Wednesday, January 11, 2006
The undisputed King of Chicagoland’s crime reporters.
TV news journalist, Edward R. Murrow became the default, cookie-cutter image of television news broadcasters. Murrow was smart, well educated and well traveled. Murrow was and is the original pioneer the new medium of television news.
TV news is a place where everyone does everything almost exactly the same. Originality in TV news broadcasting was killed the day after Morrow’s image hit the tube. Nobody dares to stray from the format, the teases or the delivery. The good thing about Murrow was that his style and methods were easy to copy. TV news is not a place for individuals that dare to be different. That was the case until the King of Chicagoland’s crime reporters came along.
This King did not come out of any cookie cutter! He’s Chicago’s incomparable, John Drummond who has been a TV news, crime reporter for nearly 40 years. During that time, Drummond has learned more about police work and investigation than most street cops. He is considered as one of the boys in any police station within the Chicago market area.
Along with being far more informative than his peers, Drummond’s reports are fair and accurate to a fault. That, more than anything else earned Drummond the hard won respect and trust of the rank and file cops throughout Chicagoland. Cops are always the first to notice when any reporter gets a crime story wrong.
Drummond came to the Chicago television market after earning his reporting chops at a Rockford Illinois TV station. After a short stint as a radio reporter at, WIND in Chicago, where he covered a nasty 1967 Northlake, IL Bank robbery that resulted in the brutal murders of two cops. Drummond was quickly hired by WBBM-TV in 1969. Drummond began as a general assignment reporter and soon found a home reporting on the crime and courts beat. Drummond has covered nearly every riot, major crime, and court or police scandal since.
It was on n a really cold Chicago December 4th morning around 4:15 A.M., when a squad of Chicago police officers assigned to the Cook County State’s Attorneys office raided a West side flat. A horrific firefight ensued that resulted in the deaths of Black Panthers, Fred Hampton and Mark Clark. A catch of deadly weapons was recovered. The surviving occupants of the flat were arrested on a variety of charges. The controversy surrounding this raid has never really ended.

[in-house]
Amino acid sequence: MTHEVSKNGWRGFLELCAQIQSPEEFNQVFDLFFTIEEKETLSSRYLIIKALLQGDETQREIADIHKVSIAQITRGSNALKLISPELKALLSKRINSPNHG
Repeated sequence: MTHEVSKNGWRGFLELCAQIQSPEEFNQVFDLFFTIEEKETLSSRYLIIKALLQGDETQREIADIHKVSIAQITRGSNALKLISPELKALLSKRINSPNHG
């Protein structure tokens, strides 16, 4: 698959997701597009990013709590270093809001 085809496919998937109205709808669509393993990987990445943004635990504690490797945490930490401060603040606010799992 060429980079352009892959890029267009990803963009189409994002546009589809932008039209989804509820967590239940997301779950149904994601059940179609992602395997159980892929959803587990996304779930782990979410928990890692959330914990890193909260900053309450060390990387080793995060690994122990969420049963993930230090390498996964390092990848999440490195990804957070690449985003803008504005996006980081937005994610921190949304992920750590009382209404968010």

A Cook County Special Prosecutor was named and 14 officers along with the Cook County State’s Attorney, Edward V. Hanrahan were soon indicted by a Grand Jury on various state charges. The cops and Hanrahan were eventually cleared in criminal court.
How that case was resolved was beyond astonishing. A bizarre deal was reached in 1972 where charges against the surviving Black Panthers inside the apartment were dropped along with the charges against Hanrahan and his raiders. This was the beginning of an uneasy truce between the cops and Panthers.
It took more than an entire decade before the civil suit against Hanrahan was finally settled. Nearly two million dollars were handed over to nine plaintiffs. This internationally reported story typecast Drummond as a hard-hitting crime reporter for life.
Drummond has crossed the line from life to art as an actor playing a TV reporter. He can be seen in fellow Chicagoian, Andrew Davis productions, The Fugitive, Chain Reaction and Above The Law. With any luck Drummond will play himself this time in my film, Come Friday about Chicago policewoman Ann Leybourne.
I wrote two scenes for Drummond who actually delivered several reports on both the serial rape investigations and the later justifiable killing of the Friday Night Rapist by his intended victim. War hero Audie Murphy played himself in films, and so can Chicago’s King of crime reporters, John Drummond.
If I was a entertainment executive at a place like my friends of at Grammnet Productions at Paramount Pictures, I’d be gunning to open the very next TV season with 13 episodes of John Drummond, Crime Reporter. Who knows, maybe someone over there likes that idea.
I should have guessed there was a John Drummond book out there. My copy is on its way to me as we speak (Thanks John!). The book is available from Amazon.com
Watch an interview od the Bulldog here!